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God Squad: It's OK to be choosy about charities

December 28, 2012|By Rabbi Marc Gellman

Q: Along with many other people, I've sent contributions to favorite charities through the mail. Unfortunately, this has landed me on a lot of mailing lists, and I now receive far too many pleas for money from benevolent organizations and institutions. My main objection is to requests that include "gifts," some fairly costly. What is my obligation here?

Obviously, I can't send money to all the groups that solicit me, but I feel guilty about the gifts, either discarding them or even using some items. The post office won't return this type of mail to the sender. I'm sure other people are in the same position and would appreciate your addressing our dilemma.

I look forward to your column each week in Newsday, and, as a Catholic, I'm impressed by how you address Christian issues with insight and sensitivity. — C., Long Island, New York, via godsquadquestion@aol.com

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A: I've been telling people for years that giving away money is easier than making money — but not that much easier. Your letter offers one example of how sometimes goodness is its own punishment.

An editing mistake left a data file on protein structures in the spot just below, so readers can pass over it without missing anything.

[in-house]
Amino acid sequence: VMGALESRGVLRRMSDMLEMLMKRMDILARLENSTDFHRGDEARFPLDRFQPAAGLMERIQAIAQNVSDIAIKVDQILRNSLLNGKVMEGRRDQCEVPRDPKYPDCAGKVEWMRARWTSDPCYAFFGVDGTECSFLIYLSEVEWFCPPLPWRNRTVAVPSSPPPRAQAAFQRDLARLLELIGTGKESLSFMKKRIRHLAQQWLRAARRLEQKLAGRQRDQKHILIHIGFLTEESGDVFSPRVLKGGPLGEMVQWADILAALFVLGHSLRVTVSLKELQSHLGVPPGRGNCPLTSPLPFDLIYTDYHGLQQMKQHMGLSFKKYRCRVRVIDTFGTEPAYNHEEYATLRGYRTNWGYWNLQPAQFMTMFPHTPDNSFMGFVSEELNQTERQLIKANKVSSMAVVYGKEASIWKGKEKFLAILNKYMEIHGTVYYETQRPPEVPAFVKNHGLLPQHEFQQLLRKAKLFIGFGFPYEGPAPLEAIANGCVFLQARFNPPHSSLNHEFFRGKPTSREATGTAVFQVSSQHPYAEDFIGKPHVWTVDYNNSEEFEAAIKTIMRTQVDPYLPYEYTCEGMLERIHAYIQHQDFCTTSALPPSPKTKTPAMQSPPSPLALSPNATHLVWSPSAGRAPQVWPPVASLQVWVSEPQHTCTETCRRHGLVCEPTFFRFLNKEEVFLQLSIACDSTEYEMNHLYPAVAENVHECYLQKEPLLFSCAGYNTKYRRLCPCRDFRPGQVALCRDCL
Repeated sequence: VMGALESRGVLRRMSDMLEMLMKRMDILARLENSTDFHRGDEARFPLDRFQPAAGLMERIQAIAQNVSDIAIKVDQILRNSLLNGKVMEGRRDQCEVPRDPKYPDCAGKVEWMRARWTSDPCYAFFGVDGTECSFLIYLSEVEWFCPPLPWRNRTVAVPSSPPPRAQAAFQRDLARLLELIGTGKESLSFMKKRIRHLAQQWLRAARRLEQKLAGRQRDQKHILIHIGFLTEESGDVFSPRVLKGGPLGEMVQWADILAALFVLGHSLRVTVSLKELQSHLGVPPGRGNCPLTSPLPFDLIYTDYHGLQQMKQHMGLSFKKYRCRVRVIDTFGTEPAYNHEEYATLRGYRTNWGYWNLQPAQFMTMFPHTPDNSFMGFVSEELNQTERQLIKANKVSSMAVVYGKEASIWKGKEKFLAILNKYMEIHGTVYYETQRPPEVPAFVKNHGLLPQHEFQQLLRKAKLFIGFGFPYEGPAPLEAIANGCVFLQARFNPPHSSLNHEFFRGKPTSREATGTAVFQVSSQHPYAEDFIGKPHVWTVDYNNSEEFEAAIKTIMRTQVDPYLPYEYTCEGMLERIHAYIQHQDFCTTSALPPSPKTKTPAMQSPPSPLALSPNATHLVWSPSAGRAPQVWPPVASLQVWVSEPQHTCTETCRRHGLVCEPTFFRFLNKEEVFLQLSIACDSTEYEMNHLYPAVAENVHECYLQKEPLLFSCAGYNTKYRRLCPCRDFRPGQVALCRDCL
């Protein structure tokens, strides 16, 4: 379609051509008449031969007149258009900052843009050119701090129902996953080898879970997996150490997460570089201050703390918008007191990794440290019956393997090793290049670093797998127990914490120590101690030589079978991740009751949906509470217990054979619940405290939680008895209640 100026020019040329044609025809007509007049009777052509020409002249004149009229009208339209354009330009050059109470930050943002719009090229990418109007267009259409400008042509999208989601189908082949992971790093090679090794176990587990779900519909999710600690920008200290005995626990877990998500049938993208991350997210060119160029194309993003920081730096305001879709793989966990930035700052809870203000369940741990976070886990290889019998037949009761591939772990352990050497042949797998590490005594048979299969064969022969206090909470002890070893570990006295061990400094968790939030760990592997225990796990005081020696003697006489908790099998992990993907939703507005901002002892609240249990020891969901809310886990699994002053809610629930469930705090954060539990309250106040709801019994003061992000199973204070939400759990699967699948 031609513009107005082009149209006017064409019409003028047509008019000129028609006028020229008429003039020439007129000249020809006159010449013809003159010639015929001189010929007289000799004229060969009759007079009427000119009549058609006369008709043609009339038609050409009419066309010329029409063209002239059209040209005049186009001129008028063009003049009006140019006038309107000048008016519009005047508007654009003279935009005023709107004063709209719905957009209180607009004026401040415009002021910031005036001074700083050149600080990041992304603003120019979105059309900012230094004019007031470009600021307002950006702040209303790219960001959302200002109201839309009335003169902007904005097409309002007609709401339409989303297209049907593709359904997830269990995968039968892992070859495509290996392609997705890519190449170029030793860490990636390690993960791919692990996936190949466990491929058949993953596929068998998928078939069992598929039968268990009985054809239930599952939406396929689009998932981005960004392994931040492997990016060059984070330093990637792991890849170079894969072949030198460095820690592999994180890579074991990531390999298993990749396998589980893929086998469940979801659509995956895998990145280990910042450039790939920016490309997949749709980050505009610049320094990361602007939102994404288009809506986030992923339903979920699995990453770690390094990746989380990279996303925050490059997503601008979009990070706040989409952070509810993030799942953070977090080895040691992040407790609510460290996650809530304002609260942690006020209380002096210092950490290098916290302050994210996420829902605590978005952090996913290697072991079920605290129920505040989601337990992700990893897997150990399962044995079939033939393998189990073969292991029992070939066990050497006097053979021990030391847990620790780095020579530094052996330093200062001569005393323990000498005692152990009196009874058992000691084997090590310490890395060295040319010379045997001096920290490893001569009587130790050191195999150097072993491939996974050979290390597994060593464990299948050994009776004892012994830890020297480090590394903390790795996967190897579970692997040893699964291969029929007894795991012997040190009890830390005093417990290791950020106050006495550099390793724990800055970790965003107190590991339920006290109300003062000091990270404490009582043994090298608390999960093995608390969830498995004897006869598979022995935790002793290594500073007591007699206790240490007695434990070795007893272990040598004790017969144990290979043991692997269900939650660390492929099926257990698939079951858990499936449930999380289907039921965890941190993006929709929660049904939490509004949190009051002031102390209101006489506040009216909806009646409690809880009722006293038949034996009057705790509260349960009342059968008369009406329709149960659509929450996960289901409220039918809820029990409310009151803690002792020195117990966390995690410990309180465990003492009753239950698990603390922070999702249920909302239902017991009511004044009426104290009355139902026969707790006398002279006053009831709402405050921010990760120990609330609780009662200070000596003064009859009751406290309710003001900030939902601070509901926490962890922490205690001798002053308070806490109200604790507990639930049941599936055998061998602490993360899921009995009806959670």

The first thing all givers should do is check out the charities they're considering for donations. Internet sites like charitynavigator.org, bbb.org (give.org), givewell.org and guidestar.org provide reviews of the governance and overhead costs for many charities.

In general, a charity should consume less than 30% of donations for administrative costs. A charity should also have a firm policy of not sharing or selling your name to other charities. If you still find yourself inundated with unwanted appeals, don't feel guilty throwing out the appeals and so-called gifts, sent only so you'll feel guilty and pay for the gift you didn't ask for in the first place. I would not use such gifts.

If a gift is a holy object, you should not, of course, toss it in the trash but dispose of it respectfully in a manner appropriate to your faith and its customs. Under Jewish law, anything with God's name on it must be buried in a cemetery. My general rule is to seek out the charities to which I donate; I don't wait for them to find me.

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